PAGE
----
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The latest developments of conscription in Western Europe are framed in the long-term process of the decline of the mass army. Ten measures of that decline are reviewed to conclude that the social forces, namely democratic reason, have been much more influential in the decision-making process of this policy than is commonly admitted. Although on the short-term, with the exceptions of Spain and Italy, it is reason of state that better accounts for the end of conscription, on the long-term this is partly regarded as a direct or indirect outcome of social mobilisation. However, the completion of the process toward the all-volunteer force does not necessarily bring the end of conscription and a specific analysis of every country is presented to assess the rationale and prospects for change concerning this policy.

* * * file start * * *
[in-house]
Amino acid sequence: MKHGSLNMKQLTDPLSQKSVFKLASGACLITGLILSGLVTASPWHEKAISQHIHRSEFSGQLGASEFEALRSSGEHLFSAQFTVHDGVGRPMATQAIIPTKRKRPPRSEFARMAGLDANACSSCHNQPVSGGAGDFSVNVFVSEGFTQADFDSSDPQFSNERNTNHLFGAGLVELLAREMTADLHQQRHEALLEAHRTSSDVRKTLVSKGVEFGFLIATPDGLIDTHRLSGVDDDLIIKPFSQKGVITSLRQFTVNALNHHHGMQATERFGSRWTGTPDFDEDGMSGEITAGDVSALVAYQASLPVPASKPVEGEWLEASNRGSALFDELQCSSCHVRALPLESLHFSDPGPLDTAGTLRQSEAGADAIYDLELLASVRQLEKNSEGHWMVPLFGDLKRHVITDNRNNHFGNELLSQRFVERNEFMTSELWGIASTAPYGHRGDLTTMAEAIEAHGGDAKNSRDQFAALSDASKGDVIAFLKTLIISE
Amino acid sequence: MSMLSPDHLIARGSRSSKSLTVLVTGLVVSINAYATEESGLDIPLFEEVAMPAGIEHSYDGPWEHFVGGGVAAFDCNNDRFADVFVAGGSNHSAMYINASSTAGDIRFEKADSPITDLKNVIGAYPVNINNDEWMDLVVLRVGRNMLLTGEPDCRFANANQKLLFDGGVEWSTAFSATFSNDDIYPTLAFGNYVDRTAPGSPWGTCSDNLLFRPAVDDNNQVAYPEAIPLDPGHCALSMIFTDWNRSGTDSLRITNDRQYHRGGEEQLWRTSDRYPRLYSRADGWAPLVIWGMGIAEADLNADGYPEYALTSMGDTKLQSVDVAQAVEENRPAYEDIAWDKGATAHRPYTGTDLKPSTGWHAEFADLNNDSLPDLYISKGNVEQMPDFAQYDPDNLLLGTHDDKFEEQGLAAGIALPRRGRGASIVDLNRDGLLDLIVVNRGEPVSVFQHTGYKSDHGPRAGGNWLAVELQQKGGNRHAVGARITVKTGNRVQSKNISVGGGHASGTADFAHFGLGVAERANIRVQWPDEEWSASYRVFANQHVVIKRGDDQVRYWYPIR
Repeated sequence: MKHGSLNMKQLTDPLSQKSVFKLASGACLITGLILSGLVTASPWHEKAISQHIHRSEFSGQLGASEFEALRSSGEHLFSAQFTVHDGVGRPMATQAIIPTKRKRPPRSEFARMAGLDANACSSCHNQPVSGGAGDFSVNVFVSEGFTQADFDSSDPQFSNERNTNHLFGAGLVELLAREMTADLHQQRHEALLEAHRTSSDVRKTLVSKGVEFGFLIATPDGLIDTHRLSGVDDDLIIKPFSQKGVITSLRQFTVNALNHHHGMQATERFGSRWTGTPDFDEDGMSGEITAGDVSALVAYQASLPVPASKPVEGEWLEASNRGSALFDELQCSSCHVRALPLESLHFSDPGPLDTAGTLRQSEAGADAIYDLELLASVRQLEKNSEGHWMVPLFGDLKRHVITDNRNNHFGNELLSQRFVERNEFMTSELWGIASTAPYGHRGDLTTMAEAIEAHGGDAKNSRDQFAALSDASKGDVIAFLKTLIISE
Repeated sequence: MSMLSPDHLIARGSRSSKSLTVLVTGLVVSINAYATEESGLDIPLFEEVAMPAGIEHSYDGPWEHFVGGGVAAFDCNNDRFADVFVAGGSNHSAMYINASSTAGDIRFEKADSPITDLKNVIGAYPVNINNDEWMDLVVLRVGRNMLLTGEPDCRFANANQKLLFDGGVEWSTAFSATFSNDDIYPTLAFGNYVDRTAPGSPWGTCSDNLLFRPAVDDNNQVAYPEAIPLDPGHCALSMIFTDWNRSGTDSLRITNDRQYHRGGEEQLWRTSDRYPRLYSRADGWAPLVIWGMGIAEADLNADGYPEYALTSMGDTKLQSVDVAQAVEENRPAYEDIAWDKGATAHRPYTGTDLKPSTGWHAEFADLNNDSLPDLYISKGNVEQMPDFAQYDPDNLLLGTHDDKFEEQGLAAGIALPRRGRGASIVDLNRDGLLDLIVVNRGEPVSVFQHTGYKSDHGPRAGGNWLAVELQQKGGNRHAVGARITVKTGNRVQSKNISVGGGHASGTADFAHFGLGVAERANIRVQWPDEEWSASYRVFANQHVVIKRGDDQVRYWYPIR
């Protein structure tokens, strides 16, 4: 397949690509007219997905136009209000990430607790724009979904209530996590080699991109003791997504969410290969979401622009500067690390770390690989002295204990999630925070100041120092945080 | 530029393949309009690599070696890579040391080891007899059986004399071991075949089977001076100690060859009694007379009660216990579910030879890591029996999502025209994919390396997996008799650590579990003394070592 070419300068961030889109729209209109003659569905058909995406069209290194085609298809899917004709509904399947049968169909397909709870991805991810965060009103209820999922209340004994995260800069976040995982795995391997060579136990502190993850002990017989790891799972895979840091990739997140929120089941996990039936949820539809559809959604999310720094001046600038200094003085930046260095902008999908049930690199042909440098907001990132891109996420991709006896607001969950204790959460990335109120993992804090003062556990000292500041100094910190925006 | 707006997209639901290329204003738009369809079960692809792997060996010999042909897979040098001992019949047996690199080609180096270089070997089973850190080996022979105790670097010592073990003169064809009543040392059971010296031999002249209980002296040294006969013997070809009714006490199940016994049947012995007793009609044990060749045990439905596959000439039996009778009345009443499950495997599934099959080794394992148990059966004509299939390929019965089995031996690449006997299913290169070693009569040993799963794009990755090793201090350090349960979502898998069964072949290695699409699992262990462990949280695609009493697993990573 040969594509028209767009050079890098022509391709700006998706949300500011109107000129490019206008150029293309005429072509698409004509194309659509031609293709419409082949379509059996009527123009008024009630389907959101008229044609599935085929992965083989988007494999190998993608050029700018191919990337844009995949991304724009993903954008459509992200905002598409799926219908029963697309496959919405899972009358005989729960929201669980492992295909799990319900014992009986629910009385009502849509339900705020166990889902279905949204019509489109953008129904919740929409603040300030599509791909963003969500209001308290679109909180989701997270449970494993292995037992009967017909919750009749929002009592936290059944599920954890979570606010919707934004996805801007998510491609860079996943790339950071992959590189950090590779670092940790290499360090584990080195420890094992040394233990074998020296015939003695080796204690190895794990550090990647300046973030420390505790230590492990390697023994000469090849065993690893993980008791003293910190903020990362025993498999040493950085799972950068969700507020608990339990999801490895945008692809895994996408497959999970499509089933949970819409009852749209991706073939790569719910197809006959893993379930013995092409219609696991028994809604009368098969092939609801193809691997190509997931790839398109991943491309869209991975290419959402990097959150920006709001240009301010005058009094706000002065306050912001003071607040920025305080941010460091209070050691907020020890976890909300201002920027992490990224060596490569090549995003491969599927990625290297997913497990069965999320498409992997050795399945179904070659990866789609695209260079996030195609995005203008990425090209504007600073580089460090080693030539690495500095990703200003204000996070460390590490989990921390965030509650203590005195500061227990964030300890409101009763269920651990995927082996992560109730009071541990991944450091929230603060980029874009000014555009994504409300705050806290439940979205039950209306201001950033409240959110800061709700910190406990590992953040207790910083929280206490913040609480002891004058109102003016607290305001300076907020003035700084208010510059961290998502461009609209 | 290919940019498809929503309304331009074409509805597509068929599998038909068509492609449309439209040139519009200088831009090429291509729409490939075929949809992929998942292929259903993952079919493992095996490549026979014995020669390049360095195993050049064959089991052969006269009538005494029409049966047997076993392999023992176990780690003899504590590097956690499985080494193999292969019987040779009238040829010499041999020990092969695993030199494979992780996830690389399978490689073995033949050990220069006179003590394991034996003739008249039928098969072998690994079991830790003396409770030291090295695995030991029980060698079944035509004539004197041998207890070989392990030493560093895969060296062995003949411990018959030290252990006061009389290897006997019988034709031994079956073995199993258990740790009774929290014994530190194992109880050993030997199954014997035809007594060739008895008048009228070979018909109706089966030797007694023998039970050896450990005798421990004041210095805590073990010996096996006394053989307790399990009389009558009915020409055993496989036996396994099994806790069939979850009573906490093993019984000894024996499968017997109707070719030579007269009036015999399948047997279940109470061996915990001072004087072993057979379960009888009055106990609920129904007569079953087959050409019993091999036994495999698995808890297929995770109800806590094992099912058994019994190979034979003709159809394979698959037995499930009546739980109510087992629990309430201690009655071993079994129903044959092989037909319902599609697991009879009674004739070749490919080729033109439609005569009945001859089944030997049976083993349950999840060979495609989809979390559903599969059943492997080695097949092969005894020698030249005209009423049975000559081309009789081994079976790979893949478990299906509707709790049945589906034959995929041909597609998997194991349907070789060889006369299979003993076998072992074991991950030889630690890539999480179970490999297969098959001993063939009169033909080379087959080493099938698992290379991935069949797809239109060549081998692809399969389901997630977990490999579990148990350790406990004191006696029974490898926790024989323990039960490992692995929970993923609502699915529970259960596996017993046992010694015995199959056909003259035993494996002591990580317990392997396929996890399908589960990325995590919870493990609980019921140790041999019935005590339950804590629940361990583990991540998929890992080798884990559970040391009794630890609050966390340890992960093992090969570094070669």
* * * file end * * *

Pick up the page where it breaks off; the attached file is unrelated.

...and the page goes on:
This chapter explains the emergence and complex pattern of popular resistance to military recruitment in pre-World War I Europe by pointing to two factors: the effects of…
This chapter explains the emergence and complex pattern of popular resistance to military recruitment in pre-World War I Europe by pointing to two factors: the effects of globalization on civilian wages and whether militaries used conscription or voluntary recruitment. By increasing civilian wages, globalization also increased the potential opportunity costs of military service in Europe. How these economic pressures became manifested in the state's military politics was determined by the institutions that states used to mobilize labor into the military. In conscripted systems (continental Europe), recruits were compelled to serve despite the growing cost of military service, thus politicizing popular opposition to military service. In voluntary systems (Britain), labor could respond to the rising opportunity costs of military service by simply not enlisting, meaning that the growing burden of military service did not become strongly politicized. Consequently, anti-militarism was strongest on the continent and weakest in Britain.